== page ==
In this topic, you learn about trusted partners and trusted partner certificates.
A trusted partner is any application or organization, remote to Oracle Identity Cloud Service, that communicates with Oracle Identity Cloud Service.
Oracle Identity Cloud Service uses identity propagation to communicate with a trusted partner. During identity propagation, a front-end Oracle Identity Management product, such as Oracle Access Manager, challenges a user and authenticates the user's credentials.
After the user's identity is validated, a token is generated. This token is used in place of a password to prove that the user is who he or she claims to be. The asserted identity is then passed into Oracle Identity Cloud Service. Because the identity has already been established, Oracle Identity Cloud Service trusts that it is a valid user identity, and can use it, as required.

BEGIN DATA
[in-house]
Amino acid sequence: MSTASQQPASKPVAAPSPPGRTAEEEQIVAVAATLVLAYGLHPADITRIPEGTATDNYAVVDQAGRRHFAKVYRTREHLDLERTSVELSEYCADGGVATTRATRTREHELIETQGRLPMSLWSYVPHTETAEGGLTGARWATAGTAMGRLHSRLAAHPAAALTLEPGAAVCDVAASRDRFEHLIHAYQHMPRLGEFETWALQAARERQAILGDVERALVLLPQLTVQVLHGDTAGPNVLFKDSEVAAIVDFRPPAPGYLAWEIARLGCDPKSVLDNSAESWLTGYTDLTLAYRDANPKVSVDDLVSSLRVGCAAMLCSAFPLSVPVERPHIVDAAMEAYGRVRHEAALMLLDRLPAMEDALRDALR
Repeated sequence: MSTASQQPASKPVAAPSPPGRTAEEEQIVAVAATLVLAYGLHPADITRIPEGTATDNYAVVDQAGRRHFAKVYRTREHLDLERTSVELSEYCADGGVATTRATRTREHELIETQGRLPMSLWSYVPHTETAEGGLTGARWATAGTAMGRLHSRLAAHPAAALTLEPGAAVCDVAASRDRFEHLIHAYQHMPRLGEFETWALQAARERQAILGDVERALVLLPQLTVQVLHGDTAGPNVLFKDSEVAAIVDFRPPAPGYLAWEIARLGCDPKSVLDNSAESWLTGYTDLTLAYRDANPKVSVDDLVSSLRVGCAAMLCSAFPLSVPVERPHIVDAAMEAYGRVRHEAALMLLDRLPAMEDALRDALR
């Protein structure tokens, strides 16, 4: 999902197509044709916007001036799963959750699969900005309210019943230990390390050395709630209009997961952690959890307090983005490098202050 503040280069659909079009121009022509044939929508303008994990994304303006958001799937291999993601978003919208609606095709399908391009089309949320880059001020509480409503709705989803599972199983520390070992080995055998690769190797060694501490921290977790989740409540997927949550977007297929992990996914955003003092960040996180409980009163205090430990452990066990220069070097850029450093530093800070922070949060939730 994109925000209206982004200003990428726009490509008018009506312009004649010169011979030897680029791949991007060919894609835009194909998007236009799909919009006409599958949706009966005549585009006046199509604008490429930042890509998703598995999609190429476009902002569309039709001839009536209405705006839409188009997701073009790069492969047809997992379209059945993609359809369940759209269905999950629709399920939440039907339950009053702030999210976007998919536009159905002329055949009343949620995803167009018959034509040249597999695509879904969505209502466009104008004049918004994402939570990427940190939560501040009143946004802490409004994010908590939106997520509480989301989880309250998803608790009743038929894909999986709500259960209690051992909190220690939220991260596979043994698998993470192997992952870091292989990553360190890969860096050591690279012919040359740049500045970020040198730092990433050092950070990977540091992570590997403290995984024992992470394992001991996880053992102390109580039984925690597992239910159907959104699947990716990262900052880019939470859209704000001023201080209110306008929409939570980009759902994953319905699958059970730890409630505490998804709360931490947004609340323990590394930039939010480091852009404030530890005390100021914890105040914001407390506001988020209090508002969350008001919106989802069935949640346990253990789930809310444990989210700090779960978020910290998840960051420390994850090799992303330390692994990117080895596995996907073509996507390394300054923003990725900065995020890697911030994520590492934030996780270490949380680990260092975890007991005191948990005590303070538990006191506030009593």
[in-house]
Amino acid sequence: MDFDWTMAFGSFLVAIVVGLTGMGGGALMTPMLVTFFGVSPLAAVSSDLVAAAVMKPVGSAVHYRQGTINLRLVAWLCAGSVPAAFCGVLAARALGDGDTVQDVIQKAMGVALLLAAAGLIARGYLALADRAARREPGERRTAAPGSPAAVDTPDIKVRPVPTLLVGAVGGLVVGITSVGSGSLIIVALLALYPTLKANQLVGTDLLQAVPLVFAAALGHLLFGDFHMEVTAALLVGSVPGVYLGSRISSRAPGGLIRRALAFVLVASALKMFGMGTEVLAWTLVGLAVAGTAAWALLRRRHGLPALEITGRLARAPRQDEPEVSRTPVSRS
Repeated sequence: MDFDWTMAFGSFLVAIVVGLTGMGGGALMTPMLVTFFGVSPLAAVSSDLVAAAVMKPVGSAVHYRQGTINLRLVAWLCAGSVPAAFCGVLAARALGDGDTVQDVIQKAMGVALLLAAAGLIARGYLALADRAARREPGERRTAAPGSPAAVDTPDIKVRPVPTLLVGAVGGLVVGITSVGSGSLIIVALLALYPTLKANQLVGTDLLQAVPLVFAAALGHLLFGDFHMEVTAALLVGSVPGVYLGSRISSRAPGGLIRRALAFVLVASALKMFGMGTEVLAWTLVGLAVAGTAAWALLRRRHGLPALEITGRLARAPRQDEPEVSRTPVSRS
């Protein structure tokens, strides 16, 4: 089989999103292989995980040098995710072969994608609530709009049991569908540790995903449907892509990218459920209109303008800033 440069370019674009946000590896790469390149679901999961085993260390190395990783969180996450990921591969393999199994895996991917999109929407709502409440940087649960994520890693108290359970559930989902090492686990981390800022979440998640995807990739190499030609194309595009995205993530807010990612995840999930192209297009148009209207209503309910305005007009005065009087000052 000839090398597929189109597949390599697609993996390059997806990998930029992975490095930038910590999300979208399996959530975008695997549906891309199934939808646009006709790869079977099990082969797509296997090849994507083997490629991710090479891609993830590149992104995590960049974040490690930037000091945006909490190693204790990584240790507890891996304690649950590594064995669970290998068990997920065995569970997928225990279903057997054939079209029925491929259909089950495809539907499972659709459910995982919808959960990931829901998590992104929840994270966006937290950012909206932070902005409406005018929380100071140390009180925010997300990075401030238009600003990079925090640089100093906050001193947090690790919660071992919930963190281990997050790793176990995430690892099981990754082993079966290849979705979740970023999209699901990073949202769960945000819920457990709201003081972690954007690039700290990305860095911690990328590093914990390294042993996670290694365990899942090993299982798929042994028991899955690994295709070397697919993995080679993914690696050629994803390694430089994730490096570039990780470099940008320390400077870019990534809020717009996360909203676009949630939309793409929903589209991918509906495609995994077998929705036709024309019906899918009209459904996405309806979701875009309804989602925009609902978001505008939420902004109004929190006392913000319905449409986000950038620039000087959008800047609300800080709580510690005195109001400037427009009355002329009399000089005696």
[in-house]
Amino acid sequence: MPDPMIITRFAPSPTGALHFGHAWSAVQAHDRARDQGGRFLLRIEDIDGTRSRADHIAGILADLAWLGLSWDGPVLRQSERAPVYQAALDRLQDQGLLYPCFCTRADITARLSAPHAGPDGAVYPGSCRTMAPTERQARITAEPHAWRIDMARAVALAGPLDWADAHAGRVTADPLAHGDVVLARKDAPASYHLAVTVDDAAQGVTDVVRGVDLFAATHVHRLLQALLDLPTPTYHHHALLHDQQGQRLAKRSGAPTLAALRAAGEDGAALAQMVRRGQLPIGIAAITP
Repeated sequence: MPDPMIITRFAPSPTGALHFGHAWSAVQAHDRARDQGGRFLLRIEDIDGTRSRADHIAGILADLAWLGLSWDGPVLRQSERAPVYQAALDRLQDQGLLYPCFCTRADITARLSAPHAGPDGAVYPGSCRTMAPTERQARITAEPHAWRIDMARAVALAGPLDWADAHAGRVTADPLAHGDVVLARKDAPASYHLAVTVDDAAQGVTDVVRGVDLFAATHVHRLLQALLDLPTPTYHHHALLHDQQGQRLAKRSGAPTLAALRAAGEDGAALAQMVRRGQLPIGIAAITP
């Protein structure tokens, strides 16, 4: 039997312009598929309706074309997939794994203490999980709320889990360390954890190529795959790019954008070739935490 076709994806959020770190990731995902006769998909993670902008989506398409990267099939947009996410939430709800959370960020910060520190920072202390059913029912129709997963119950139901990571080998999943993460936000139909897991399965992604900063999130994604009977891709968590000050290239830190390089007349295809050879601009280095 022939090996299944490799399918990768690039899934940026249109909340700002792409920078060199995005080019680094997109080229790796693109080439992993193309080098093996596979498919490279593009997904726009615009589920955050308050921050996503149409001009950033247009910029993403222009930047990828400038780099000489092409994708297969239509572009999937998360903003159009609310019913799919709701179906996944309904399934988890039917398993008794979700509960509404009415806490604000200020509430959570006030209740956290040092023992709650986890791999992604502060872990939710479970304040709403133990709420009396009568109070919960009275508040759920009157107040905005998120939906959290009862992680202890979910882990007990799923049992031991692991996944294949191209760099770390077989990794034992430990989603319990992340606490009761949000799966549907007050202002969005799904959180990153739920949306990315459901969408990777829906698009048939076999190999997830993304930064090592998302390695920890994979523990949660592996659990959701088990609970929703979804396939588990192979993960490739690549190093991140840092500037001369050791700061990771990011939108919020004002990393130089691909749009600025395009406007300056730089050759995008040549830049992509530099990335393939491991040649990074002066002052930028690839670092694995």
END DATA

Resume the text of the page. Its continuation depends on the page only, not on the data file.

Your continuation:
For example, Oracle Identity Cloud Service receives a user assertion from Oracle Access Manager. As a result, a user can use Oracle Access Manager to log in to a portal associated with a trusted partner. This portal takes the user to the Home page of an order management system. The Home page displays the orders the user made from the order management system.
The first step in establishing a trusted partner is to determine the partner's role in the trust relationship. A trusted partner can be a source site (one that generates an SSO assertion) or a destination site (one that consumes an SSO assertion).
Currently, trusted partners generate SSO assertions that Oracle Identity Cloud Service consumes.
To ensure that the assertions are transmitted to Oracle Identity Cloud Service securely, the information contained in the assertions is encrypted in X.509 digital certificates. These certificates are known as trusted partner certificates.
Oracle Identity Cloud Service uses trusted partner certificates that have Distinguished Encoding Rules (DER) file extensions.